2) Once groups are set up and the artist has been identified, distribute one plant plantionary card to each group. Have the artist of the group keep the card face down until you say “go”. Once you say “go” the artist will flip the card, read it and return it to its face down position on the table before starting to draw.
3) After the time has ran out, have each group report to the class what their word was, take this time to make connections to why that word is important for plants.

Part III: Gallery Walk Posters

1) Hang three poster-sized papers around the room, write one of the following questions on each poster.
What do plants need for growth and development?
What are the sources of plant’s needs?
What is fertilizer?
2) Provide each student with 3 sticky notes, instruct students to visit each poster, write an answer for the question on one of their sticky notes and place it on the poster beneath the question.
3) After students have distributed their sticky notes, review each question and the students’ answers with the class. Explain that today, they will be learning about each of the concepts listed on the posters.
Part VI: Plant Nutrients & Soil Testing
1) Distribute the Plant Nutrient Background Reading Page to students.
2) As a class, read through the plant nutrient information. Explain to students that farmers and gardeners often have to supplement nutrients to plants through nutrient-rich plant foods as fertilizers to increase the primary macronutrient levels in the soil. Today, they will be testing soil for those very important primary macronutrients.
3) Provide each group with their testing kits and have them carefully collect their soil sample. Making as little movement as possible, have students take their sample back to their group and avoid disturbing the settled soil.
4) Have students select the appropriate comparator and matching capsule for each test. For example, students will use the purple capsule to test the amount of nitrogen in the soil. The nitrogen comparator has a purple cap and chart.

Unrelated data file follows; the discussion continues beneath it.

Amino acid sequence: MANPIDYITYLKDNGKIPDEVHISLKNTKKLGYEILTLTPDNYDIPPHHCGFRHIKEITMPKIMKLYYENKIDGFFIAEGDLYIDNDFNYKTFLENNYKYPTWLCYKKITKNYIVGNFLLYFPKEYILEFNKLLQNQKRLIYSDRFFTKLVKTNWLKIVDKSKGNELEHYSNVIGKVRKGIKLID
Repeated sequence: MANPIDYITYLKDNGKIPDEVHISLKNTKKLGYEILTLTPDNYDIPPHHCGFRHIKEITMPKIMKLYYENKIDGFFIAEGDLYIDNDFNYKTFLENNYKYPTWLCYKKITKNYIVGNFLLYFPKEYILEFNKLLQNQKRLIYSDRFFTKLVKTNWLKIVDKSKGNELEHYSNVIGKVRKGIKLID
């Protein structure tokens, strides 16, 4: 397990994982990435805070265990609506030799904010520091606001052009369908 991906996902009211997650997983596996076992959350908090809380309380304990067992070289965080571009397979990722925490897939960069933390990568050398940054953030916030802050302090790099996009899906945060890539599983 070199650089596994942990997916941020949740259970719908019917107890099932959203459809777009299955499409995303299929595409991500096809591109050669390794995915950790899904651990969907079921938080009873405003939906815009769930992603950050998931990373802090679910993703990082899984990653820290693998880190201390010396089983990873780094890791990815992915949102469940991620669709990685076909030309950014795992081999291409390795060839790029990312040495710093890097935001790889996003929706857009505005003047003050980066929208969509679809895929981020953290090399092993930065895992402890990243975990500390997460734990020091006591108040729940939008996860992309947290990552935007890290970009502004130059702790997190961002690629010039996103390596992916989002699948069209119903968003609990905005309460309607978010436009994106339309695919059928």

Purple = Nitrogen
Blue = Phosphorus
Orange = Potassium
5) Use the pipette to fill both the test and reference chambers with liquid from the soil and water mixture. Do not include sediment. Make sure to fill the comparator to the marked line.
6) Work with a partner, one holding the comparator with the liquid and the other partner should carefully separate the two halves of the appropriate capsule and pour the powder into the test chamber. (Hint: lightly squeeze one side of the capsule and twist the other side to gently pull apart the capsule.)
7) Put the cap back on the comparator, making sure it’s sealed. Shake thoroughly.
8) Wait 10 minutes for the color to develop. If the blue color has settled to the bottom of the phosphorus test chamber during the 10 minute period, shake the tube to remix the color into the solution.
9) Compare the color of the solution in the test chamber against the chart and solution in the reference chamber. Repeat steps 2-7 for the nitrogen, phosphorus and potassium test.
10) Have students record their results in the chart provided on the Hungry Plants worksheet and complete the review questions at the bottom of the worksheet.
11) Discuss the review questions at the bottom of the worksheet as a class.
Part V: Exit Ticket
1) Distribute the exit tickets to students at the end of the class discussion to help review key concepts of the day and assess student learning from the lesson.
2) Have students complete the exit ticket after all materials and reference materials from the class have been put away.